whose kingdom is an everlasting kingdom, and all dominions shall serve and obey him.' v.27
After the judgement of the Usurper, the most High assumes uncontested and absolute rule.

Here is the Lord who holds the plumbline of humanity, as a man.
'Thus He showed me; and, behold, the Lord stood beside/upon a wall made by a plumbline, with a plumbline in His hand.'
Amos 7.7

Visions of the Third Temple
'I saw also the Lord sitting upon a throne, high and lifted up, and his train filled the temple. Above it stood the seraphims: each one had six wings; with twain he covered his face, and with twain he covered his feet, and with twain he did fly. And one cried unto another, and said, Holy, holy, holy, is the LORD of hosts: the whole earth is full of his glory.'
 Isa.6. 1b-3

The One seated on the throne, between the burning Seraphim, is worshipped as HaShem.
Here the train of the High Priest seated on the Mercy Seat fills the Temple.

In Ezekiel's opening vision four cherubim, angels of the presence, also surround a throne,

'And above the firmament that was over their heads was the likeness of a throne, as the appearance of a sapphire stone:
and upon the likeness of the throne was the likeness as the appearance of a man above upon it.
And I saw as the colour of amber, as the appearance of fire round about within it, from the appearance of his loins even upward, and from the appearance of his loins even downward, I saw as it were the appearance of fire, and it had brightness round about.'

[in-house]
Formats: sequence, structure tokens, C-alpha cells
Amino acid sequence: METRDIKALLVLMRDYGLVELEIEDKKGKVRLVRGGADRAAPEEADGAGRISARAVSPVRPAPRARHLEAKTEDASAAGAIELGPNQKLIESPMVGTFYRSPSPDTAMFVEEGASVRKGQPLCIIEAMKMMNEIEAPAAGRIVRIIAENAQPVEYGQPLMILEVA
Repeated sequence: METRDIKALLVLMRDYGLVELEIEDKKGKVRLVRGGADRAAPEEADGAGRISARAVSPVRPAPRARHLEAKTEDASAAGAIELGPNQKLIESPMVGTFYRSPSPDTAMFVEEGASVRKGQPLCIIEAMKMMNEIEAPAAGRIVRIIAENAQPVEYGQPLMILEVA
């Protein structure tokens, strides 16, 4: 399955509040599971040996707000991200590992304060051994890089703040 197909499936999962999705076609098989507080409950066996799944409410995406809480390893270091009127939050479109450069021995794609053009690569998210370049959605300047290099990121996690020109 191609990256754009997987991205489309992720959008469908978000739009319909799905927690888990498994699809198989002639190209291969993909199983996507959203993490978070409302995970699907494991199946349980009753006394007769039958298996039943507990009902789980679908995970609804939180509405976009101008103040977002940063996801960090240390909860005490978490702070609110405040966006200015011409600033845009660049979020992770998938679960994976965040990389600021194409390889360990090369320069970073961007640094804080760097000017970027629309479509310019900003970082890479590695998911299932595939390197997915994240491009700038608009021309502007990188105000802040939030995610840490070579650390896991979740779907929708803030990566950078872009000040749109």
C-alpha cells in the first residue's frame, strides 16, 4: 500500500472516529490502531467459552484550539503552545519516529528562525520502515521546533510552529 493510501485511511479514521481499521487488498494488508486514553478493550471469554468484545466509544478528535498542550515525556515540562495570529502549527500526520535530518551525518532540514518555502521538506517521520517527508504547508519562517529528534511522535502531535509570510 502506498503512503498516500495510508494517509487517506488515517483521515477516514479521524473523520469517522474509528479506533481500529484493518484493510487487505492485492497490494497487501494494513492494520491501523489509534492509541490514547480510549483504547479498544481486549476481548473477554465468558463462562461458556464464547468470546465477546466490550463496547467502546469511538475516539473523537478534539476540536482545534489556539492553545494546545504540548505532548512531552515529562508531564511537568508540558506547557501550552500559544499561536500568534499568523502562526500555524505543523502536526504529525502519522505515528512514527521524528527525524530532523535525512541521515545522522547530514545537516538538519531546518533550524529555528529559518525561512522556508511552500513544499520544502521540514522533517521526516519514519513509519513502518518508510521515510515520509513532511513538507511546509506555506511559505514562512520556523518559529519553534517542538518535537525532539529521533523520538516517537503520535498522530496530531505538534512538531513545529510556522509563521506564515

Ezek. 1.26-7

Upon the throne is an unmistakeably human figure, which Ezekiel identifies,
'This was the appearance of the likeness of the glory of the LORD.' v.28
הוּא מַרְאֵה דְּמוּת כְּבוֹד-יהוה


Why does he not write 'the glory of the LORD', why 'the likeness of the glory', the analogy or form or representation of the glory?
Is this not the Divine Son, the express Image of the Father's Person, the incarnate One in His glory, visible to Ezekiel's naked eye?
Enthroned on the Chariot of the Ark (1Ch 28.18), surrounded by four four-winged Angels.

Who else is entitled to sit on the only seat in the Temple?
The High Priest of Aaron's line - a King?
 'Even he shall build the temple of the LORD; and he shall bear the glory, and shall sit and rule upon his throne;
and he shall be a priest upon his throne: and the counsel of peace shall be between them both.'
Zech. 6.13 

Who is the King then? One Lord or two?
'Behold, the days come, saith the LORD, that I will raise unto David a righteous Branch, and a King shall reign and prosper, and shall execute judgment and justice in the earth.